Milo, suddenly struck with fear at the idea of having a date with someone he actually likes, ropes a reluctant Alex in to give him a pep talk while he showers and shaves and picks out a reasonably-new, unstained suit with a shirt and tie that might not clash horribly. Sadly, spending all day at the gym in an attempt to completely redesign his entire body doesn't seem to be a viable option.
"He liked you last night," Alex points out with his usual knack for not helping at all.
Yes, last night, when Milo had been his usual rumpled, over-tired, poorly-dressed, not-exactly-a-catch self. Maybe Rick had been so stressed and exhausted he had completely overlooked Milo's bad skin, extra pounds, complete lack of fashion sense...
But he somehow gathers the courage to go to Rick's house anyway, feeling out of place in a neighborhood that must be filled with nice Jewish doctors, lawyers, and accountants who really shouldn't be inviting grouchy detectives to dinner. He parks at the end of the driveway, far enough in that none of Rick's neighbors will frown at his wreck of a car, and promptly trips over a cat.
At the door, he rings, half-hoping that Rick's been called out to deal with an emergency, contemplating all the terrible reactions he might possibly inspire. Maybe Rick regrets inviting a random police officer to his house. Maybe he's completely forgotten about it. Maybe Milo's misinterpreted his invitation, and this is actually a house party for a hundred people (although, admittedly, a hundred people without cars).
But Rick answers the door in a snugly-fitting blue sweater and jeans, and looks genuinely happy to see him even before Milo holds out the bottle of Californian wine Alex had helped him pick out. "Hi. Milo. Did you get here okay?"
"In one piece," Milo says, arms wide.
"Well, come in, come in. Welcome to my humble abode." And, in no time, the door is closed, and Milo's in a plush hallway with Rick's hand warm on his back. "I hope the hospital didn't put you off pasta for good. My neighbor baked me a lasagna, of all things. She thinks I don't get enough proper meals, and she's probably right. Doctors are some of the most unhealthy people I've ever met."
In the dining room, there are faint strains of classical music Milo hopes is Beethoven. If they get into discussing Holst or Brahms, he's going to be completely lost. At least he knows Beethoven was the deaf one. "You should see cops."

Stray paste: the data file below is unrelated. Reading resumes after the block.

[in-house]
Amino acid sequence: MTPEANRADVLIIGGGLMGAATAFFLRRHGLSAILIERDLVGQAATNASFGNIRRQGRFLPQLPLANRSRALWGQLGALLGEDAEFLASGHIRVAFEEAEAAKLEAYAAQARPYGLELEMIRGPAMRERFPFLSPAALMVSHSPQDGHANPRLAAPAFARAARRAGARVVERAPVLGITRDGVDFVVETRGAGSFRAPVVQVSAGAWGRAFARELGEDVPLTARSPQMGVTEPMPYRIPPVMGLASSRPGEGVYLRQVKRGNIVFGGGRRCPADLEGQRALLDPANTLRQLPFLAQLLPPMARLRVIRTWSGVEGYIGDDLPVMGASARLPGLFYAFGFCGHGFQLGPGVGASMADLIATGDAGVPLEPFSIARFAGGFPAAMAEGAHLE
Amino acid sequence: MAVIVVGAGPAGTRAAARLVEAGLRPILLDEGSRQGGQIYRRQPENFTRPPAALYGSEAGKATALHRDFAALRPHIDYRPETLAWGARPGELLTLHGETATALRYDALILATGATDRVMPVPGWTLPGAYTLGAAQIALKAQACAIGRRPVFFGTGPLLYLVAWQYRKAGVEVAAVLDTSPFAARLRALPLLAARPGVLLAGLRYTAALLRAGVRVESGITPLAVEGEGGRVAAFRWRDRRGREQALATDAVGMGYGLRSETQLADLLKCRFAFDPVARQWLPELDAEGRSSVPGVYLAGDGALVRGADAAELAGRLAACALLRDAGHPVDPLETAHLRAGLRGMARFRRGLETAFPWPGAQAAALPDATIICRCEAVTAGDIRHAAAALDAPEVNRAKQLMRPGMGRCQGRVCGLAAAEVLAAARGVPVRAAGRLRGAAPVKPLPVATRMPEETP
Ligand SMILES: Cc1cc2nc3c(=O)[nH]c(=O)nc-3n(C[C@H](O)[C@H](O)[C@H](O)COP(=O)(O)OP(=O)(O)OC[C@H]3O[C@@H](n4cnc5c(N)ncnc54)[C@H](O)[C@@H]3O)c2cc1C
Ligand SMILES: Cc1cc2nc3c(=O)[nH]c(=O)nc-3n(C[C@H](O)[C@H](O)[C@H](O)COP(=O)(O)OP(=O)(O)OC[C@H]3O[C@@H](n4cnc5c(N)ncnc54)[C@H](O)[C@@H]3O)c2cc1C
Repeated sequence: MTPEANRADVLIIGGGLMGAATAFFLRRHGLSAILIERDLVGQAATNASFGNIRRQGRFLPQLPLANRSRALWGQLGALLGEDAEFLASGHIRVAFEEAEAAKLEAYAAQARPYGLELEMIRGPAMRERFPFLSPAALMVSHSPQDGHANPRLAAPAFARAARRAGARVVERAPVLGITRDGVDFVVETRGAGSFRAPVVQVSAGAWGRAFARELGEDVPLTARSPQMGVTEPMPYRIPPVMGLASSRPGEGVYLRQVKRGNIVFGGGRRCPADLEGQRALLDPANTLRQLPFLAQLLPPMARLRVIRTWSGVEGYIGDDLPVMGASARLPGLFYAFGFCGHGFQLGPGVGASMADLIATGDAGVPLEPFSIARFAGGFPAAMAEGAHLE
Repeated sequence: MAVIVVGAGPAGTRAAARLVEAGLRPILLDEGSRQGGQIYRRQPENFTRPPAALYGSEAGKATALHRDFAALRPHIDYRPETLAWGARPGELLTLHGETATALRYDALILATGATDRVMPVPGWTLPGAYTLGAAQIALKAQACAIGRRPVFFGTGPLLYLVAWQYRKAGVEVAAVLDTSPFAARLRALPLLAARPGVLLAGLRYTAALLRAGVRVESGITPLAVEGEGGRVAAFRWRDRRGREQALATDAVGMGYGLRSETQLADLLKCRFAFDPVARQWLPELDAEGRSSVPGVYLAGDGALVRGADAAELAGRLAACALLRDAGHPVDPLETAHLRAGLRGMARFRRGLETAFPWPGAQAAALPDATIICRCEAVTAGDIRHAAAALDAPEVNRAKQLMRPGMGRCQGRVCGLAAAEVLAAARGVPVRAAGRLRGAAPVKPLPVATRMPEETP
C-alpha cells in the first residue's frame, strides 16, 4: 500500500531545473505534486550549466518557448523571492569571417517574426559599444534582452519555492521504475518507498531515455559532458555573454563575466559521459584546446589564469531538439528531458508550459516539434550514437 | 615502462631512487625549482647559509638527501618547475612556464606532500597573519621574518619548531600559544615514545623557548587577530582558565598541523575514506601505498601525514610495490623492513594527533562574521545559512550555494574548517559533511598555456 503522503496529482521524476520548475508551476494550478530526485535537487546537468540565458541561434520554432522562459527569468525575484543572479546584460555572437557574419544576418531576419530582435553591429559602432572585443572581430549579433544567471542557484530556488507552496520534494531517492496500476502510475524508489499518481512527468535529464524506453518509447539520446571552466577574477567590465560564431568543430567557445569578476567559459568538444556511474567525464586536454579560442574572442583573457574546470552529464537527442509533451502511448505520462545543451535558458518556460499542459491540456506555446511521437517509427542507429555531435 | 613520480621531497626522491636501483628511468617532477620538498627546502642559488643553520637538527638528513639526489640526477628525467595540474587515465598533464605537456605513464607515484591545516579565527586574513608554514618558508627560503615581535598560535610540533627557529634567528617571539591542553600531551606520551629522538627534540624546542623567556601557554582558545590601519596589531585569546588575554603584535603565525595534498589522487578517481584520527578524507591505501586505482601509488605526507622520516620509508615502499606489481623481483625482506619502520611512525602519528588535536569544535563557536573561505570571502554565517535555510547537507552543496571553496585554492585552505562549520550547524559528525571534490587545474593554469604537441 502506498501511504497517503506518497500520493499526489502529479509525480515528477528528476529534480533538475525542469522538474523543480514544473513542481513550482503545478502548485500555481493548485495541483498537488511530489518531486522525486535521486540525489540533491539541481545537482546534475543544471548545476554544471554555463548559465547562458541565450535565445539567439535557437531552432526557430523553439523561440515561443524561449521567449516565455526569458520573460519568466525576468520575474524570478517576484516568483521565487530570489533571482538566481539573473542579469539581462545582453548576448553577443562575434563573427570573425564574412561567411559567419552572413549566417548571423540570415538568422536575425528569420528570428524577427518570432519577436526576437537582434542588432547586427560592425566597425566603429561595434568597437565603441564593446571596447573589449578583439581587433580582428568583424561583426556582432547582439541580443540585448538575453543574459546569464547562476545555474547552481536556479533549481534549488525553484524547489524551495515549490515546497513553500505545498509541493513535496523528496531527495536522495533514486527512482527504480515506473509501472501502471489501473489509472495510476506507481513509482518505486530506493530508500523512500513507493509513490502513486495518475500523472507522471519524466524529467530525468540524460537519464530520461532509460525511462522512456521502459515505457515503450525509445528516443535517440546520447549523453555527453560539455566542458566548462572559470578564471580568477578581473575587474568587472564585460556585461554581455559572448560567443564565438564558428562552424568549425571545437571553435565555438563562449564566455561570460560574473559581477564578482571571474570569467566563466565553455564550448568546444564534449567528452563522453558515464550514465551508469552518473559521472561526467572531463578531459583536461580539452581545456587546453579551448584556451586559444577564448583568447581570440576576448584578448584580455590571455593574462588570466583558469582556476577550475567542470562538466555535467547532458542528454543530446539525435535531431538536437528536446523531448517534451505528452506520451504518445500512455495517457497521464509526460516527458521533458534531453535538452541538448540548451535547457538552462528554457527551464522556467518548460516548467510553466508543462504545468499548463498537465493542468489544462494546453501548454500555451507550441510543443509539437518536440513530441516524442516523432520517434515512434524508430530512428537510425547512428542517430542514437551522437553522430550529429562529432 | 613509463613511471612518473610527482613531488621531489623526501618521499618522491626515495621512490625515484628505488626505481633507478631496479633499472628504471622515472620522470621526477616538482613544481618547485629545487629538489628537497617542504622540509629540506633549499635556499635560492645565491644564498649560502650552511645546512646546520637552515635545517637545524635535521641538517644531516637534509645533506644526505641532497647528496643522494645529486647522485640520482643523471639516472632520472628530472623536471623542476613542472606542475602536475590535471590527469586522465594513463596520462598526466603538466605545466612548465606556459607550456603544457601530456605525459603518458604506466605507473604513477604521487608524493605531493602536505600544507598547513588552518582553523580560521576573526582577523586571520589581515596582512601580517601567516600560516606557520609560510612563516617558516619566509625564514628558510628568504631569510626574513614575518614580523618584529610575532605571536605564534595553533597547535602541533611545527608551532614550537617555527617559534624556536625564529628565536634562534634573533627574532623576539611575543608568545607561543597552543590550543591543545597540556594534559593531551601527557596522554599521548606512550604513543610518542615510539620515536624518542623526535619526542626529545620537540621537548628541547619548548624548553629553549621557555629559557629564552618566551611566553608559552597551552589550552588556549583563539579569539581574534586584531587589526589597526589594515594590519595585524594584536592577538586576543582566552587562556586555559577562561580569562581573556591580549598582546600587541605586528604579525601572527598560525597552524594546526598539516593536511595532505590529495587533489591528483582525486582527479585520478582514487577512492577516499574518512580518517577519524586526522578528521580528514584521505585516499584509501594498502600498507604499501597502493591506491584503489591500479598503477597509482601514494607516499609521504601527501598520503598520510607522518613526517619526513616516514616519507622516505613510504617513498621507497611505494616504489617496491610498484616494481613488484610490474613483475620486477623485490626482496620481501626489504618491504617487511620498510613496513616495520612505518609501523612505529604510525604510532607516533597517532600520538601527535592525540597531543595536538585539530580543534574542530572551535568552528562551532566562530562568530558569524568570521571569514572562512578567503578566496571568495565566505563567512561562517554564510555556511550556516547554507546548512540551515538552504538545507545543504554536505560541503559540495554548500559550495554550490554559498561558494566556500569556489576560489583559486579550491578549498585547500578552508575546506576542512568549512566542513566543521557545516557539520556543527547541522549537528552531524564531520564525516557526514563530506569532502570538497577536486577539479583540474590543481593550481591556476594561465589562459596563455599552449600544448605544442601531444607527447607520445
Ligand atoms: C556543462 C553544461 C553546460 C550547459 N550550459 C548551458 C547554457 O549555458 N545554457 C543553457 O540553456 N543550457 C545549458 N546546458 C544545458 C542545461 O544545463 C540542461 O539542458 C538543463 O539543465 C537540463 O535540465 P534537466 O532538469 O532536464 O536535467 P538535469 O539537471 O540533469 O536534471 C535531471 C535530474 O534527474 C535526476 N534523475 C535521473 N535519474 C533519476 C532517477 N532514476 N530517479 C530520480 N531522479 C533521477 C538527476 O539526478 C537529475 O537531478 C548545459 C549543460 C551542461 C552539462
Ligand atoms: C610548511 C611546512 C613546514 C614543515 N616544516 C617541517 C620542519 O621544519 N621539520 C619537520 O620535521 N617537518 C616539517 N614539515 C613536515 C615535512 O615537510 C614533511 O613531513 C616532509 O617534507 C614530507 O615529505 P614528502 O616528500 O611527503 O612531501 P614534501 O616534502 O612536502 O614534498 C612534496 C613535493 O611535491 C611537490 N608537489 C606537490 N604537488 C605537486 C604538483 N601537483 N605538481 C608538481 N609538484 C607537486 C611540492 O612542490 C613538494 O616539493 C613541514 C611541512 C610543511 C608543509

"At least you get some physical activity," Rick says, pulling out a chair for him.
"Physical activity?" Milo has to wonder if Rick is being faultlessly nice, or just completely insane. "Most I usually get is picking up my espresso."
"Ah, bicep curls," Rick notes with a smile, before disappearing into the kitchen to get the food.
Milo thinks he might very well be in love.
The first night they spend together is two weeks later - an eternity in terms of policework. The only good point is that Milo's so busy with paperwork, tracking down suspects, and antagonizing Alex that he doesn't have much time to stare at his phone and wonder if Rick has forgotten about him.
They run into each other at the courthouse, Milo minding a witness, Rick looking hopelessly dapper in a gray suit. With a young street kid fidgeting by Milo's side, looking as if he might bolt at any second, they have to talk in vague generalizations. Somehow, Rick doesn't interpret Milo's casual, "How've you been?" as an invitation to drag him into the stairwell and kiss him, but he does walk away with an invitation to Milo's apartment later that evening.
On this occasion, Milo has no time to panic, no time to clean up his apartment or make a three-course dinner. Locked into typing up reports without any subordinates to rely on, he only makes it back to find Rick already standing outside his door.
They sit on Milo's very well-worn couch, and order pizza as Milo hopes his phone will ring with a notification of some heinous crime only he can solve. This is all a huge mistake. He's not Rick's type. Not anywhere close. And they should have gone to a restaurant...
"This is nice," Rick says, putting down the takeout menu and relaxing into the cushions. "Sometimes I'm afraid to even touch my furniture."
"I should really get new stuff," Milo says, still on edge. "But I'm not here very much."
"I know the feeling." Rick's hand has crept onto Milo's back again, rubbing, reassuring. "Thank you for inviting me. It's nice to... have someone to spend time with."
Nice. It's everything Milo is not. But he makes himself lean back, letting Rick put an arm around him. He can't walk on eggshells forever. "I'd like to spend a lot more time with you," he says, cringing at how unpracticed he sounds. Alex would do better.
Rick pulls him close, and Milo breathes out in utter, complete relief just a second before Rick kisses him.
They make love in Milo's bed with the phone off the hook and their pagers left two rooms away under a pile of jackets. Milo's condoms and KY must be months old, but they're usable, and Rick's already proved that he's far from picky. In his arms, Milo feels more than good, more than just barely acceptable as a gay man. He feels loved.
Woken hours later by the dull beeping of two pagers, Rick kisses Milo good morning and asks if they can see each other again.
"Sure," Milo says, still half asleep. "I'll bring the lasagna."